The country is completely reforming its medical care quality, availability and reduce mortality.
India is in the midst of a massive health care overhaul that will become the largest in the world once complete.
The goal is to help to ensure health care is available to everyone in the country, not just the wealthy.
At the moment, the richest people across the country have ready access to health care. In fact, they can even experience the medical care they need in a luxury resort-style facility. The goal of the health care overhaul is to make sure that the poorest in the country will also be able to receive medical care.
They may not be headed to the Kokilaben Dhirubhai Ambani Hospital, where there are floor-to-ceiling French windows and chandelier lighting, but they will be able to see the right doctors and receive the help they need.
Still, it will improve the current situation in facilities meant for poorer members of the Indian population, where patients must share beds. Those beds consist of mattresses placed directly on the floor. Moreover, patients wait extreme lengths of time – weeks to months – for even the most basic care.
Prime Minister Narendra Modi is determined to conduct a complete health care overhaul.
Prime Minister Modi wants to change the fact that a person’s income dictates whether or not he or she will have access to good medical care. When he gave his annual Independence Day speech, he unveiled his intentions to launch the largest government health care program on the planet. Not only is it larger than what any other country has ever created, but it will also get started before the end of the year.
The intention is to begin the first parts of this medical care program ahead of the country’s next elections, which will occur in early 2019.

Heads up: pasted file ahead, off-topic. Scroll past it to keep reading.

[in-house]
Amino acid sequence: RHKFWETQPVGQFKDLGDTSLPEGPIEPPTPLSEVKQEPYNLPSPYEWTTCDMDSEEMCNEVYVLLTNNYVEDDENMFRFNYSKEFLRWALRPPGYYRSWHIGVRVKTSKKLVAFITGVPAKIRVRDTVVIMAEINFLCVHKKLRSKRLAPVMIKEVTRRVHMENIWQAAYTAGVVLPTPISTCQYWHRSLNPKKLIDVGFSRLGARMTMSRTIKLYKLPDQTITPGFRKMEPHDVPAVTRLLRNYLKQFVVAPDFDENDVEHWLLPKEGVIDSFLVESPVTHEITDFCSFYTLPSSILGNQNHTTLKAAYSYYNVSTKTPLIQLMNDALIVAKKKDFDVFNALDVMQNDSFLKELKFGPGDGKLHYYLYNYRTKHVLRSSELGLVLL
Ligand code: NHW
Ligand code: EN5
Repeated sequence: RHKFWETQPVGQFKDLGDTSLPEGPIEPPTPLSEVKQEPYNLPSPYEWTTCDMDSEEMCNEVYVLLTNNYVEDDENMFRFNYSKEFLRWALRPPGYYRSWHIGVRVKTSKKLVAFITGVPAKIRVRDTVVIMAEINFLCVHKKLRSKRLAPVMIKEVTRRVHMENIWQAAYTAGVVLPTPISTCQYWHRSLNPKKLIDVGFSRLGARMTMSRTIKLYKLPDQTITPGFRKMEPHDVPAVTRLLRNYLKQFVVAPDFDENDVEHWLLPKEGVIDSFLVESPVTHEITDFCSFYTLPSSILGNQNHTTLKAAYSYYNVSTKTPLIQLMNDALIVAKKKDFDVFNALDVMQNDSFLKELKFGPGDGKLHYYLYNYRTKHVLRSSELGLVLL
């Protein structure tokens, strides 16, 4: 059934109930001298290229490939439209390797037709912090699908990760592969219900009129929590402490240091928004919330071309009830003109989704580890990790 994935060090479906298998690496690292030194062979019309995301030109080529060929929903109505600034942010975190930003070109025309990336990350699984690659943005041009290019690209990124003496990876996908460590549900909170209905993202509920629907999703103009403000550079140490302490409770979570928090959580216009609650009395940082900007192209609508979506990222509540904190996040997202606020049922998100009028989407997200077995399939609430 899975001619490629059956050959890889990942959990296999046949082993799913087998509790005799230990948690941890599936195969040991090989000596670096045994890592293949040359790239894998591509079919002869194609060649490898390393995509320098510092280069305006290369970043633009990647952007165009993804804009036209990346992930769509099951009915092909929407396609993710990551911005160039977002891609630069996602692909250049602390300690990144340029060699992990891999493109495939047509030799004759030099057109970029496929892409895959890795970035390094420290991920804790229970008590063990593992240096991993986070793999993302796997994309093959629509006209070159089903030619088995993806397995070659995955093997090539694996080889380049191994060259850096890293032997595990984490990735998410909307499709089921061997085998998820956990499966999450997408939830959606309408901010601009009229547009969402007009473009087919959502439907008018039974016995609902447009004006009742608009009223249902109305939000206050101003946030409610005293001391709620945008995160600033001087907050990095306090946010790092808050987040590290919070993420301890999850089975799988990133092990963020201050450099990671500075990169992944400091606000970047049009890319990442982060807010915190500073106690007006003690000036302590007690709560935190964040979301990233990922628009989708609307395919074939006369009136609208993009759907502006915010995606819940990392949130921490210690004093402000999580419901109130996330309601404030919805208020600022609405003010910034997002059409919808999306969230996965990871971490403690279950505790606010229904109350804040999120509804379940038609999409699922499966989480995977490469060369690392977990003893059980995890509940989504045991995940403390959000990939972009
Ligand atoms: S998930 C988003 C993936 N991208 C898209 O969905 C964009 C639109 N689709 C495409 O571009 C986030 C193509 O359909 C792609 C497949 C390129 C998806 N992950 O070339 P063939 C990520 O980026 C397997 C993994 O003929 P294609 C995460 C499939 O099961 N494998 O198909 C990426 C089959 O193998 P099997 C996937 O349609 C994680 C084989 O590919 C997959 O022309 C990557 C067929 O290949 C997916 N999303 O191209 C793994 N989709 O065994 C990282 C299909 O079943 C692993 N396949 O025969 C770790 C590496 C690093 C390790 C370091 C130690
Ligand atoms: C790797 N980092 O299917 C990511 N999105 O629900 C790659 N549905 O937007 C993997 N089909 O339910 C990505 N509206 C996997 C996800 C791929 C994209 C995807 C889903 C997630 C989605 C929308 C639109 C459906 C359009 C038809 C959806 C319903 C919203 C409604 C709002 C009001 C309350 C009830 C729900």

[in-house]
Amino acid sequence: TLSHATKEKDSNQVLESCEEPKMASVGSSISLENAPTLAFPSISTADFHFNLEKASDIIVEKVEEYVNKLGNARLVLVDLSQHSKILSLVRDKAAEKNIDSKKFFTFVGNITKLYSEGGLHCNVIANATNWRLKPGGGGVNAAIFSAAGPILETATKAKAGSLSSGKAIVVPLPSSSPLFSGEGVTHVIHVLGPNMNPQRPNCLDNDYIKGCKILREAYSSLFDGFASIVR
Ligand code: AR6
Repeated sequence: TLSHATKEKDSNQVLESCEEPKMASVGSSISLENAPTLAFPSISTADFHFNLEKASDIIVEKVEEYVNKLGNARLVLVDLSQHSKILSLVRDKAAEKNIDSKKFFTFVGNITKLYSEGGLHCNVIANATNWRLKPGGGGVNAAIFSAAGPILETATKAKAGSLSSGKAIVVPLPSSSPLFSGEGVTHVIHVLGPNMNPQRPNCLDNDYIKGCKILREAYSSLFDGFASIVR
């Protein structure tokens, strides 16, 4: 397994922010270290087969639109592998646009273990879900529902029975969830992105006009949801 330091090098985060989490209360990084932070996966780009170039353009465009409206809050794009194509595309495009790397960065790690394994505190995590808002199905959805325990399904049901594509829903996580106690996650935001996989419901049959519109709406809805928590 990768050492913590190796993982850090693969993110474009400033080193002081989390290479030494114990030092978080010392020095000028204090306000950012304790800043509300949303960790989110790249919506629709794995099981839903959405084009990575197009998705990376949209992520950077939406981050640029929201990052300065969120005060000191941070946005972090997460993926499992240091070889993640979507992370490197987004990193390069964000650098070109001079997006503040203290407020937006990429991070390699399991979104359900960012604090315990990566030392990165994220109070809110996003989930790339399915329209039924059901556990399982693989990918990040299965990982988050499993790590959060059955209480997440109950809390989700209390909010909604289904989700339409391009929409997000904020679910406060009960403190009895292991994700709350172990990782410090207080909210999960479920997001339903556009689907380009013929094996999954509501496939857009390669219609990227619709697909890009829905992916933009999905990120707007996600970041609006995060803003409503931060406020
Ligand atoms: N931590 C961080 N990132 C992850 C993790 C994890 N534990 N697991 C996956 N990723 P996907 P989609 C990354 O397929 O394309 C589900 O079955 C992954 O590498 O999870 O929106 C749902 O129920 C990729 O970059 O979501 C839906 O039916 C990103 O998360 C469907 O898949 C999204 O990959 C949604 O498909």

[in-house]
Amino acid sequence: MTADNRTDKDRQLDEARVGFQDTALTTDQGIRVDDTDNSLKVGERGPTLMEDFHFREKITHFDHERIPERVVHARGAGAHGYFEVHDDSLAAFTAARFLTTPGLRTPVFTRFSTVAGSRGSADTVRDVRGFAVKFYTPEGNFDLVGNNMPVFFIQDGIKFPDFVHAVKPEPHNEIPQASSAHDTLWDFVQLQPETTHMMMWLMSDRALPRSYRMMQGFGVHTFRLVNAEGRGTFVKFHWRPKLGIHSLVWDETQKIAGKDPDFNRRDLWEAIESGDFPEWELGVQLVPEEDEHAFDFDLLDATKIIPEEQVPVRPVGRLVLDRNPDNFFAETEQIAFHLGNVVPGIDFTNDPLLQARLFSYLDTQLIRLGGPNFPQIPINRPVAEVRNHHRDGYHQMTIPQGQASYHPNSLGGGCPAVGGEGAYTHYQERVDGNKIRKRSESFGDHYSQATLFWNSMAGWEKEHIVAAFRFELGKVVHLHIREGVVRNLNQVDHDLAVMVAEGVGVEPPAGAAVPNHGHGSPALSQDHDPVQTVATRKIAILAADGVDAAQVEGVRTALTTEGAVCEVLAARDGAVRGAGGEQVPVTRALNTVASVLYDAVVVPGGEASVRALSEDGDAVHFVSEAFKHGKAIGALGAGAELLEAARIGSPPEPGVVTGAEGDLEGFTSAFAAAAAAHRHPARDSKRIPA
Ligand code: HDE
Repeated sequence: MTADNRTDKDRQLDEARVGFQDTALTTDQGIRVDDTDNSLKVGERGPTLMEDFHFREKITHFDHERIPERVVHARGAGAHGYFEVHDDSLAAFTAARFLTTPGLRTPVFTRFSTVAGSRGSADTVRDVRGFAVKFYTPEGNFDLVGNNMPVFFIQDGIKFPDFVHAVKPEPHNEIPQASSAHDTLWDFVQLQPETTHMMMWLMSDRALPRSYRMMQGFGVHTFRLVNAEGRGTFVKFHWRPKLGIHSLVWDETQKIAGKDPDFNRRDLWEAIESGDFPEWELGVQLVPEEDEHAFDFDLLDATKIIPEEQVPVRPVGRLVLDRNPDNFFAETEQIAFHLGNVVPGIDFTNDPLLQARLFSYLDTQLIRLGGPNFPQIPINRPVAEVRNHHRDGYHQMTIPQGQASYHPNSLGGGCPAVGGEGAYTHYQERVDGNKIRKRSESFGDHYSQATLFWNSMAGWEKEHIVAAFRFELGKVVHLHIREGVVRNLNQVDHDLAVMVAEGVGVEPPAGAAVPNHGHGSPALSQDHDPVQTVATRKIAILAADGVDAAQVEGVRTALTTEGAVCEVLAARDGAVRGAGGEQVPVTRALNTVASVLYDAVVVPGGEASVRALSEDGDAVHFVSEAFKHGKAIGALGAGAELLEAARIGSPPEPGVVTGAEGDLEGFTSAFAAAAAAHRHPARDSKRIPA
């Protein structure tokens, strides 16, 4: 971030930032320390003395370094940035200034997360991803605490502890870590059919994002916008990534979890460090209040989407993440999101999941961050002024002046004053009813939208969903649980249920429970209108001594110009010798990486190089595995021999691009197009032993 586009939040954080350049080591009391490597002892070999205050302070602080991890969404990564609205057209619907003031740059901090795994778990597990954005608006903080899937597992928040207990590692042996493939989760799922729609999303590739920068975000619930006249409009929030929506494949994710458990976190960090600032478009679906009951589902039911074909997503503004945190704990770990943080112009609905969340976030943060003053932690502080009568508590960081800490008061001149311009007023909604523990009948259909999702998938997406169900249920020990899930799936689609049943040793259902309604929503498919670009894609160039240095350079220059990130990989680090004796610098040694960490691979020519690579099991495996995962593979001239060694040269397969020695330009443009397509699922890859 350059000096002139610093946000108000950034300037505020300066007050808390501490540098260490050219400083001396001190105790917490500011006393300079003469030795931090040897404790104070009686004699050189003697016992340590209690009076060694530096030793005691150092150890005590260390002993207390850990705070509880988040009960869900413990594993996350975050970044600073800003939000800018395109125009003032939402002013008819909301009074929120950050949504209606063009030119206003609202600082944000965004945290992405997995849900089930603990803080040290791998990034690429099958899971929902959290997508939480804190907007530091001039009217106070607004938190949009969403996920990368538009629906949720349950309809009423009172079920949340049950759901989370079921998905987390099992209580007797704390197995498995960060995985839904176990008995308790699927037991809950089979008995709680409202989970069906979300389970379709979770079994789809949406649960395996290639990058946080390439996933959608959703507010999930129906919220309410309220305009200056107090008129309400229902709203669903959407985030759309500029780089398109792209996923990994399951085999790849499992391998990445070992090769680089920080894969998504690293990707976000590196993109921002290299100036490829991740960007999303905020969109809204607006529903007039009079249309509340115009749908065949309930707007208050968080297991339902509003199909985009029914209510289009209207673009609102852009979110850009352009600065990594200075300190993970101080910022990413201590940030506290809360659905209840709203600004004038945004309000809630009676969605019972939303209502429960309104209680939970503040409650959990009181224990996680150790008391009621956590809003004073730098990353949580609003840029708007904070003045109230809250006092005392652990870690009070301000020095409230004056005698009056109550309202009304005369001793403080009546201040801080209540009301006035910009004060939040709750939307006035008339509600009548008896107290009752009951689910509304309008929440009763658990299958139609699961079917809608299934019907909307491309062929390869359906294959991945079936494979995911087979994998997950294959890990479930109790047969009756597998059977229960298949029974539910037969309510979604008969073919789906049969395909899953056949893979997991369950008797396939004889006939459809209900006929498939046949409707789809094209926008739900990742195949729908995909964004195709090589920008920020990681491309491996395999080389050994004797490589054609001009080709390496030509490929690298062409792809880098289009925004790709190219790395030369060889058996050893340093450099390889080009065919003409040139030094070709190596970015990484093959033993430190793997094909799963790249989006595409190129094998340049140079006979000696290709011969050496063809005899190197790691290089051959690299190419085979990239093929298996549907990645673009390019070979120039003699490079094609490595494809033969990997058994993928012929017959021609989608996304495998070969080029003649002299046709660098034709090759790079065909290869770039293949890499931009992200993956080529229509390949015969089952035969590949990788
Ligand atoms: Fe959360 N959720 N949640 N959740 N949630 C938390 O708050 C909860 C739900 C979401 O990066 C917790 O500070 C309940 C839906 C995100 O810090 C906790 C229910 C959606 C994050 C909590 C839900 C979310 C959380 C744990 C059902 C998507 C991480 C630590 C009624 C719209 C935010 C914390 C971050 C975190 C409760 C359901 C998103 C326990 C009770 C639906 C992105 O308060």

“Health care should be accessible and affordable,” said Modi earlier this year, reported NPR.
The country has some of the best hospitals in Asia even before the health care overhaul. Medical tourists arrive from around the world, including the United States, to receive some of the top care in the world. That said, they obtain the procedures for much less than what they would cost in their home countries.
However, the majority of the people in India don’t have access to this same care. In fact, up to 90 percent of the Indian population either don’t have any hospital access or are forced to head to government-run hospitals where: “They’re poorly staffed. Equipment there often doesn’t work. They have employees who sometimes don’t show up,” according to Center for Emerging Markets director and professional of international business, Ravi Ramamurti at Northeastern University.
“You may have to bribe every employee at every level of system. Medicines supposed to be provided for free are often not in stock. So if you really need care, you can’t be sure you’ll get it,” he added, underscoring the importance of the types of health care overhaul promised by Modi.